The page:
Paula Hernandez, 46, helps a friend use a Spanish copy of the Nevada Drivers Handbook. Hundreds of Latinos in Las Vegas attended a class to learn how to pass the state driver’s license exam. (John Gurzinski/for The Washington Post)

For Republicans, the road to warming the hearts and winning the votes of Latinos may begin at a Las Vegas flea market.

On a recent morning, inside the Eastern Indoor Swapmeet Las Vegas, a group funded by the billionaire Koch brothers helped 250 Latinos — some of them undocumented immigrants — pass the Nevada driver’s test.

The LIBRE Initiative, an expanding grass-roots organization now operating in nine states, organized the four-hour test prep session to teach the rules of the road in Spanish — no tome y maneje (no drinking and driving), el límite de velocidad es sesenta y cinco millas por hora (the speed limit is 65 miles per hour).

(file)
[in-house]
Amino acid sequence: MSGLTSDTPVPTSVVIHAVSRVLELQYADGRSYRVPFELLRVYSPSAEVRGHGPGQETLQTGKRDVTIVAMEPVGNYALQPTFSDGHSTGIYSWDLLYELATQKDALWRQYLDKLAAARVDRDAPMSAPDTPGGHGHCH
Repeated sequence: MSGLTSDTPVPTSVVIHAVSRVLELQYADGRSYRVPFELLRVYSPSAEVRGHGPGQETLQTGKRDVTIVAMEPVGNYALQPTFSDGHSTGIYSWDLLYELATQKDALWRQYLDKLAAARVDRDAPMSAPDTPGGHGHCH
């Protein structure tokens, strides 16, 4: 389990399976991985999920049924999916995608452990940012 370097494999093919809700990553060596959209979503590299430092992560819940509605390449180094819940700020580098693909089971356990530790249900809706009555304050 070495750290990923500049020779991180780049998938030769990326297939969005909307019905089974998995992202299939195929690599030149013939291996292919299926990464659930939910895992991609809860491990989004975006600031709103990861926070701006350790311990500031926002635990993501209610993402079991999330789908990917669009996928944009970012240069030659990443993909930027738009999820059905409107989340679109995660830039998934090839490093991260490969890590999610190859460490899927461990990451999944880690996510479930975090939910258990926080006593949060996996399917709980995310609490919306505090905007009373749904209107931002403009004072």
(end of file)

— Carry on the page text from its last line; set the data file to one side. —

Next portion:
Paula Hernandez, 46, an undocumented restaurant supervisor from Mexico, was one of those sitting on folded chairs, listening. She has worked in the United States for 25 years and gave birth to three children here. She has never heard of the Koch brothers or LIBRE but said the free classes were a “great help,” particularly because nobody else is lending her a hand. “President Obama promised to do more for us, and it just didn’t happen,” she said.

To Republicans, that sounds like an opportunity — even though the Koch brothers and their conservative allies spend a great deal of their money supporting Republican candidates who oppose citizenship for undocumented immigrants.

Sisters Jacqueline Sandoval, 22, left, and Alexandria Sandoval, 18, take notes at the class. Jacqueline said she thinks both political parties “have good ideas.” (John Gurzinski/for The Washington Post)